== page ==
Coronial Practice In Case Of Patient Fall

In modern legal practice, numerous perspectives exist regarding coronial functions. The coroner’s functions are diverse, leading to various perceptive roles, which include protective, public health, therapeutic jurisprudence, death investigative, civil liberties, and human rights. In this case, the coroners play a critical role in attaining human rights about the outcomes of the investigations on how the death of an individual is presumed to occur. The roles of a coroner are significantly influenced by the jurisdiction of the country, which gives or limits the extent to which they can use their powers. When a patient falls out of bed, strikes their head on the floor, and dies of subdural hematoma days later, a coroner’s investigation is necessary to determine how the death occurred.

Generally, coroners are vested with the power and duty to pronounce the death of an individual and determine the time of their death. The law also gives them the authority to investigate the scene to determine the cause and manner in which an individual died (Australia, 2012, p. 7). The law in most states requires that the dead body of an individual should not be taken away from its death place until a coroner arrives at the scene and investigate the death (Tortora and Derrickson, 2017, p. 20). The process not only investigates for physical evidence within the scene but also entails scene interviews and follow-up investigations and the circumstances that may have led to the death event (Bullock and Manias, 2016). According to my experience with the coroner, immediate individuals who interacted with the individual before the death, like the family, physicians, and friends, were interviewed. Coroners produced such interviews, health records of the deceased, and other materials available that would provide additional information to provide a clear picture of the situation.

After the death investigation, the coroner took custody of the dead body. According to the case, the individual’s death was unnatural, and therefore critical skills were required to ensure that evidence of the death was preserved (Tortora and Derrickson, 2017, p. 26). The coroner then took the body to forensic facilities for further investigation, like autopsies and other tests (Curtis et al., 2015; Jarvis, 2020, p. 20). Information was then compared to the scene data, clinical history, and antemortem, criminal, and psychological information to obtain any missing links that may enhance the understanding of the actual cause of death.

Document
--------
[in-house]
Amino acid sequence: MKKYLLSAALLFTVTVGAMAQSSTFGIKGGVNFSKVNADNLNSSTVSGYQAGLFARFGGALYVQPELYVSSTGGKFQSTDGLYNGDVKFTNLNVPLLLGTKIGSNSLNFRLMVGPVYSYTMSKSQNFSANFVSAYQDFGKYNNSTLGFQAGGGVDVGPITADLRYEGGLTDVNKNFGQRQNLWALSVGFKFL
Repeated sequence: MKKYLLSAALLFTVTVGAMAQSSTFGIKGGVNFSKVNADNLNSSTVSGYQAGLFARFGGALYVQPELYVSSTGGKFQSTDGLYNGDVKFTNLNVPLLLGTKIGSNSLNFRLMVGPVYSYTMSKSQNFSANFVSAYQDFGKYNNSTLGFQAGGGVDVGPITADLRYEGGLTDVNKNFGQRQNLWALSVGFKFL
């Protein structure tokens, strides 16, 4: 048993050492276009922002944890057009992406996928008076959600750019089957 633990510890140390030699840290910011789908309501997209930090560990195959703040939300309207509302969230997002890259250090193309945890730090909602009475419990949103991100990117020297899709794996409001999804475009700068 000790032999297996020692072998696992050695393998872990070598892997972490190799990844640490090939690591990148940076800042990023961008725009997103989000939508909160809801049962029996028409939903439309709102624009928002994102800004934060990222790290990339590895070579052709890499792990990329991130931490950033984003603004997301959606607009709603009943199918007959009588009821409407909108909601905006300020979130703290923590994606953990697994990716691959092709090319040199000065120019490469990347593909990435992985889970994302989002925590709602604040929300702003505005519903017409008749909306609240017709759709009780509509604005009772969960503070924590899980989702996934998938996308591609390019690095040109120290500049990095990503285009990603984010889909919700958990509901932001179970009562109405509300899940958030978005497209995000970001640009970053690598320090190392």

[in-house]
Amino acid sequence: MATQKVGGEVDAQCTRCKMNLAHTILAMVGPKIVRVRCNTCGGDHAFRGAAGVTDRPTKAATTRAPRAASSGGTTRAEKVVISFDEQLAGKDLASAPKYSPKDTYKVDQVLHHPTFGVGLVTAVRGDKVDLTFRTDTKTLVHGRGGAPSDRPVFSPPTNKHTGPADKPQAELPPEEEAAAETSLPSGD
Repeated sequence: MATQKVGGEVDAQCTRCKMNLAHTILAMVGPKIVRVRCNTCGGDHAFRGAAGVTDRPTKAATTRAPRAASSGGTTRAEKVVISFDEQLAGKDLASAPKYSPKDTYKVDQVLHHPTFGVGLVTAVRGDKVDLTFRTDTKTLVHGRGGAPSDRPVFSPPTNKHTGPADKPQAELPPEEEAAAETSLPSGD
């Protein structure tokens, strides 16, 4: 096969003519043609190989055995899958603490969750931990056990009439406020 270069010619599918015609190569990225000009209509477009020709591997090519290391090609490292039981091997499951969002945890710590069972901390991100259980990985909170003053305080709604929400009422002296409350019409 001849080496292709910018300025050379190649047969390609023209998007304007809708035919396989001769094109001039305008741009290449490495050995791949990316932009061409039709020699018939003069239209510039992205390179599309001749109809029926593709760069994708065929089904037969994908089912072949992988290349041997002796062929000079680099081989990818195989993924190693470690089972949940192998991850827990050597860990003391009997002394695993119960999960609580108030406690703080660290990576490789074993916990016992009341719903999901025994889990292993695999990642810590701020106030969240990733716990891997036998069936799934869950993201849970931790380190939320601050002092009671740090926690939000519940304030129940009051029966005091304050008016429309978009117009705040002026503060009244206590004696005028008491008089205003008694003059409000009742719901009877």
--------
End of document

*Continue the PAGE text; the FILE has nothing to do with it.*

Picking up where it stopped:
The coroner used this information to identify the individual through the deceased fingerprints, radiological records, dental records, and DNA. Such information is then used to identify the next keen-for-death notifications (Australia, 2012, p. 6). The coroner ensured constant communication with the deceased’s family to advise them on the investigation results, assist them in the disposition of the body, and issue them with a death certificate.

The emergency department is perceived as the area in the healthcare setting where most deaths occur. In this department, errors like misdiagnosis, improper performance of procedures, delay of treatments, improper discharge, and medical mistakes are the key causes of patient deaths (Cameron et al., 2019, p. 25). Due to this reason, coroners are then used to determine the root cause of such deaths to ensure that they give justice to the deceased’s family. Without such investigations, medical practitioners may become reckless when dealing with emergencies leading to increased patient death.

In conclusion, coroners are government officials who play a critical role in ensuring that individual deaths are investigated and the cause of death identified. Their roles ensure that individuals do not get away with murder. In medical settings, coroners ensure that healthcare professionals execute their jobs ethically, considering the health and safety of the patients. Therefore, coroners play a critical role in society through their protective, public health, therapeutic jurisprudence, death investigative, civil liberties, and human rights roles.

Reference List

Australia, W. (2012). Review of coronial practice in western Australia. Web.

Bullock, S, and Manias, E. (2016) Fundamentals of pharmacology (8th edn), Pearson Education, NSW.

Cameron, P, Brown, A, Jelinek, G, Kelly, A, Murray, L. (eds) (2019). Textbook of adult emergency medicine (5th edn). Amsterdam. Elsevier.

Curtis, K. and Ramsden, C. (2015). Emergency and trauma care for nurses and paramedics. Chatswood, NSW: Elsevier Science Health Science.

Jarvis, C. (2020). Physical examination and health assessment (8th edn). Saunders, St Louis.

Tortora, G and Derrickson, B (2017). Principles of anatomy and physiology (15th edn). John Wiley & Sons, USA